1Fundamentals of statistical mechanics

II Statistical Physics

1.6 Extensive and intensive properties
So far, we have defined a lot of different quantities
p, V, µ, N, T, S
etc. In
general, we can separate these into two different types. Quantities such as
V, N
scale with the size of the volume, while µ and p do not scale with the size.
Definition
(Extensive quantity)
.
An extensive quantity is one that scales pro-
portionally to the size of the system.
Definition
(Intensive quantity)
.
An intensive quantity is one that is independent
of the size of the system.
Example. N, V, E, S are all extensive quantities.
Now note that the entropy is a function of
E, V, N
. So if we scale a system
by λ, we find that
S(λE, λV, λN) = λS(E, V, N).
Example. Recall that we defined
1
T
=
S
E
V,N
.
So if we scale the system by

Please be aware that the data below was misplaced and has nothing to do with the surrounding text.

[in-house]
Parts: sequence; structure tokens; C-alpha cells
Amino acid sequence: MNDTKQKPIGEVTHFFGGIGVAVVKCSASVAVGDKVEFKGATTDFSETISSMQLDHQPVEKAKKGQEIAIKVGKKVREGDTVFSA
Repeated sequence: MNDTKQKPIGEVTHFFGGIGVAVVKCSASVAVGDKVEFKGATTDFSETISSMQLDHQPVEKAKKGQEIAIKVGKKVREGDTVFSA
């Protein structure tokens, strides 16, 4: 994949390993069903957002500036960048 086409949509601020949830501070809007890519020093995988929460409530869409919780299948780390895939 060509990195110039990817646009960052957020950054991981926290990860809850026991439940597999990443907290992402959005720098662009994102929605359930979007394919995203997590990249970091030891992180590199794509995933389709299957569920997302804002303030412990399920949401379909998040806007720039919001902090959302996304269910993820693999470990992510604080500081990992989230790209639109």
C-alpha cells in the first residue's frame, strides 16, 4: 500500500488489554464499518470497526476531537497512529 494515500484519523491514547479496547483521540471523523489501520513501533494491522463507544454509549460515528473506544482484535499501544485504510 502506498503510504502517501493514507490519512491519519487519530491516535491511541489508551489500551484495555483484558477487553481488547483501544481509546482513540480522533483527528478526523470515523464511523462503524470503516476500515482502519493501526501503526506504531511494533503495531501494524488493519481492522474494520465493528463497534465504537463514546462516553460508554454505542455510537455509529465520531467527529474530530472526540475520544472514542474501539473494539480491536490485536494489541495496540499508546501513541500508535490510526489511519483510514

λ
, then both
S
and
E
scale by
λ
, and so
T
does
not change. Similarly,
p = T
S
V
T,N
, µ = T
S
N
T,V
Example. The free energy is defined by
F = E T S.
Since
E
and
S
are both extensive, and
T
is intensive, we find that
F
is extensive.
So
F (T, λV, λN) = λF (T, V, N).
Similarly, the grand canonical potential is
Φ = F µN.
Since F and N are extensive and µ are intensive, we know Φ is extensive:
Φ(T, λV, µ) = λΦ(T, V, µ).
This tells us something useful. We see that Φ must be proportional to
V
.
Indeed, taking the above equation with respect to λ, we find
V
Φ
V
T
(T, λV, µ) = Φ(T, V, µ).
Now setting λ = 1, we find
Φ(T, V, µ) = V
Φ
V
T
= pV.
Here p is an intensive quantity, it cannot depend on V . So we have
Φ(T, V, µ) = p(T, µ)V.
This is quite a strong result.